But because his finding's don't match your belief system, it's a "bad study".
    "The problem with strikeouts isn't that they hurt your team, it's that they hurt your feelings..." --Rob Neyer

    "The single most important thing for a hitter is to get a good pitch to hit. A good hitter can hit a pitch that’s over the plate three times better than a great hitter with a ball in a tough spot.”
    --Ted Williams

  8. #172
    Member NJReds's Avatar
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    Re: Strike out = to any other out?

    Quote Originally Posted by SteelSD
    But because his finding's don't match your belief system, it's a "bad study".
    That about sums it all up...

  9. #173
    Member SteelSD's Avatar
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    Re: Strike out = to any other out?

    I like Juan Pierre but I'd like him even more if he'd take a few more walks. He'll make you pay on the bases. I don't care that his SLG is not that high.
    You should care. Because if Juan Pierre's SLG was better, he wouldn't need to risk Outs to advance himself into scoring position and he'd be far more valuable to his team.

    The best leadoff hitter of our era was Rickey Henderson. But not because of BA . And not because of Strikeouts. But because Rickey Henderson combined his "apples to oranges" better than just about anyone AND threw in a whole ton of cherries (see: speed) to complete the package.

    The point of baseball from an offensive perspective is not "Few Outs or Many Bases". It is "Few Outs and Many Bases".

    They are the two great tastes that go great together.
    "The problem with strikeouts isn't that they hurt your team, it's that they hurt your feelings..." --Rob Neyer

    "The single most important thing for a hitter is to get a good pitch to hit. A good hitter can hit a pitch that’s over the plate three times better than a great hitter with a ball in a tough spot.”
    --Ted Williams

  10. #174
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    Re: Strike out = to any other out?

    Quote Originally Posted by NJReds
    That about sums it all up...
    nj, don't come in here and start taking cheap shots and drag down what has been "civil" debate.... :allovrjr: :thumbdown

    You get "lifeless blob" results in a study for at least two reasons:
    1) there truly is no correlation or
    2) as in this case, there may or may not be a stronger correlation but the study itself has too many fluctuating variables to produce more telling results.

    The study I suggested which would have number of hits, BBs and as many other variables as possible all equal (re: scientific method "all other things held equal") would be a far better study for measuring impact of strikeouts on runs scored.

  11. #175
    Vavasor TRF's Avatar
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    Re: Strike out = to any other out?

    BF, you have had six pages of posts showing you are wrong.

    and you haven't budged an inch.

    I admire the tenacity, however wrong your conclusions, and they are wrong.

    Simply put, you started with a conclusion not a hypothesis.

    You put out hypothetical situations, that can never happen to support your conclusion. This is now the second time i have stated this.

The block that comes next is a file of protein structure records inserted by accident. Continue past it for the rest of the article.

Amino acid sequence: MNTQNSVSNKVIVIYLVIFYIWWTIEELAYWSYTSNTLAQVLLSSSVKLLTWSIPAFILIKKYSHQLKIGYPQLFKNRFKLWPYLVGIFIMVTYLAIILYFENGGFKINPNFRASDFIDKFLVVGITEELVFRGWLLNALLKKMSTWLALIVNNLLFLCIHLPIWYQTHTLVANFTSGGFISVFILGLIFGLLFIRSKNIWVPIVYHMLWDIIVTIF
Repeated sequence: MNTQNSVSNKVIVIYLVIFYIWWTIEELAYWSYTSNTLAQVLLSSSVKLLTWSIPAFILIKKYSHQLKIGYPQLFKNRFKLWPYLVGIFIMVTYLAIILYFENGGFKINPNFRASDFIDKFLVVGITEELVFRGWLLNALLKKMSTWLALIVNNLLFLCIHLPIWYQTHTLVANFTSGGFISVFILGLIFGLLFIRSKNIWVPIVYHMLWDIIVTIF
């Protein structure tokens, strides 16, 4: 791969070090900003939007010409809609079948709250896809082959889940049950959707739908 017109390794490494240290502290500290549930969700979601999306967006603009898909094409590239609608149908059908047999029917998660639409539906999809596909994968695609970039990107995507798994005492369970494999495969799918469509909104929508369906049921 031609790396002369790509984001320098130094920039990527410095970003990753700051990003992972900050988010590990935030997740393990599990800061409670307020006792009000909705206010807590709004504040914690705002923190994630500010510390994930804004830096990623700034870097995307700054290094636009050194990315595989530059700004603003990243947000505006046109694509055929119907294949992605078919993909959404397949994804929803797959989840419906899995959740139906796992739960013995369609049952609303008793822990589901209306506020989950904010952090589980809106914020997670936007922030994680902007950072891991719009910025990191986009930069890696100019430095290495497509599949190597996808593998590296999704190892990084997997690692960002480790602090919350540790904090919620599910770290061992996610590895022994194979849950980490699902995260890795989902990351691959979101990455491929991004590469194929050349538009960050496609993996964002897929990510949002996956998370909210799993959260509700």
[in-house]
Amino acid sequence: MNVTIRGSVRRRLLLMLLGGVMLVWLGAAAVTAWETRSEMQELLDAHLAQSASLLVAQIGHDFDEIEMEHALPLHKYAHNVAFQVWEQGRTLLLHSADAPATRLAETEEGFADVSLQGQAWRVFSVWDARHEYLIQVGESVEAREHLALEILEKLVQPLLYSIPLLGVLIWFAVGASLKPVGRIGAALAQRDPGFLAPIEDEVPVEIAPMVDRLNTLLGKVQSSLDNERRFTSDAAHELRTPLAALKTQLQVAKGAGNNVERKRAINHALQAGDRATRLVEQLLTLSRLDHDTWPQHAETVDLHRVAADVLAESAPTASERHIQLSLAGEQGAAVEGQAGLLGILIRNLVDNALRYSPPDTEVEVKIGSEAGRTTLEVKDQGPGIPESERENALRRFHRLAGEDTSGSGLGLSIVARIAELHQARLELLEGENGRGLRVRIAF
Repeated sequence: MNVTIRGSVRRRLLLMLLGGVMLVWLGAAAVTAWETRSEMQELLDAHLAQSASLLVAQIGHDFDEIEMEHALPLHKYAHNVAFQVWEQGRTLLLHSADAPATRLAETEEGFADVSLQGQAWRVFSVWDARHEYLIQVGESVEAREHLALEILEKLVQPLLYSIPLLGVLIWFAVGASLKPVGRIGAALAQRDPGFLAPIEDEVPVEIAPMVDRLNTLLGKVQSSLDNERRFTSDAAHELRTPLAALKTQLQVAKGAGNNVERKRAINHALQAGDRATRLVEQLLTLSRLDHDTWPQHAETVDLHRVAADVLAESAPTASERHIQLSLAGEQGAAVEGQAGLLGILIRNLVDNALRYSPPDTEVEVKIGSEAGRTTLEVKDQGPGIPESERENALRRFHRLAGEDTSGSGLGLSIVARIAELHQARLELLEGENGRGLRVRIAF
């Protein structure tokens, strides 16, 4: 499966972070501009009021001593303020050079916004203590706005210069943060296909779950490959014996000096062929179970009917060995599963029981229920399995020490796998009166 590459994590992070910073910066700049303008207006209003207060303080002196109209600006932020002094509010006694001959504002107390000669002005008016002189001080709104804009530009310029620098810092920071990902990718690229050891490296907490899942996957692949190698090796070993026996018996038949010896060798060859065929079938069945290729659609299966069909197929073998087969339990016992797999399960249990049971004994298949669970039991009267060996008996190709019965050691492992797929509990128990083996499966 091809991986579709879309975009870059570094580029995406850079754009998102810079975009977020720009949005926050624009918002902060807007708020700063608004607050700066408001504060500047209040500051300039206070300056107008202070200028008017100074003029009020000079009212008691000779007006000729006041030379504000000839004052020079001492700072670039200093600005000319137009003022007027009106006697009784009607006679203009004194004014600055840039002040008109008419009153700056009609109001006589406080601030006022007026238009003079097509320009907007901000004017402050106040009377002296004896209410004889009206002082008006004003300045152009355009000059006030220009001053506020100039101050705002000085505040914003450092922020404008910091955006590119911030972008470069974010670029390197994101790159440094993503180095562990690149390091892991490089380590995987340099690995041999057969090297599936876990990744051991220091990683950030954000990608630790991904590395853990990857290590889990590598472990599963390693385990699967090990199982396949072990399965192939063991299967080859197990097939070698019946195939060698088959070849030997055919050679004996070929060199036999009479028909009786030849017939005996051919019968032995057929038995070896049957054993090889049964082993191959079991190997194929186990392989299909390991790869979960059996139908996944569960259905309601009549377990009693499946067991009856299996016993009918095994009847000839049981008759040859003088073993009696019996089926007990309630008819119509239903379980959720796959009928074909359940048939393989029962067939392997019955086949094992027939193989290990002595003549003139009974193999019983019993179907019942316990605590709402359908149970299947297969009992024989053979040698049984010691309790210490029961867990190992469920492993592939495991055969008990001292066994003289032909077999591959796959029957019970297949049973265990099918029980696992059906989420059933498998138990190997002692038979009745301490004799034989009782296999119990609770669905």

You have yet to refute a single point any of us have made, and you have contradicted yourself on numerous occasions.

    The worst part is, I don't think you really learned anything over the last two days.

    Now for my last question, who had the better year?

    Code:
      G   AB    R    H  2B 3B  HR  RBI  SB CS  BB  SO   BA   OBP   SLG   TB   SH  SF IBB HBP  GD 
    162  678  100  221  22 12   3   49  45 24  45  35  .326  .374  .407  276  15   2   1   8   9
    161  568  105  151  34  0  46  102   6  1 108 195  .266  .388  .569  323   0   0  11   5   8
    According to everything you have posted, you would select the first player. High BA, Low strikeouts.

    And you would be wrong.
    Suck it up cupcake.

  12. #176
    Member NJReds's Avatar
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    Re: Strike out = to any other out?

    Quote Originally Posted by BadFundamentals
    nj, don't come in here and start taking cheap shots and drag down what has been "civil" debate.... :allovrjr: :thumbdown
    No cheap shots BF, DH, PRose14...just the truth.

    You and I have been through all this stuff before, you're right, I shouldn't say anything here, I've had my piece.

    I'll keep the rest of my comments to your new thread on MLB. oke:

  13. #177
    Score Early, Score Often gonelong's Avatar
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    Re: Strike out = to any other out?

    Quote Originally Posted by BadFundamentals
    There are 24 different men on base "situations" possible in a given inning.
    (8 combinations of baserunners x 3 outs)
    Examples:

    man on first 0 outs
    man on first 1 out
    man on first 2 outs
    men on first and second 0 outs
    men on first and second 1 out
    etc etc....
    Code:
    out 1	67.00	100	
    out 2	45.00	100	
    out 3	100.00 100	
    	   212.00  300	70.7%
    2004 MLB OBP = .330
    1st out occurs 67% of the time with no chance to move runner.
    2nd out therefore occurs 45% of the time with noone even on base.
    3rd out fails to advance a runner 100% of the time.

    Therefore at the absolute minimum, 71% of the time a player has no opportunity to advance a runner with an out. Given that walks and singles are much more likely than 2bs or 3bs, the opportunity to advance a runner happens in a very small percentage of ABs. Double plays happen often enough to effectively cancel out those relatively few times a runner is moved up.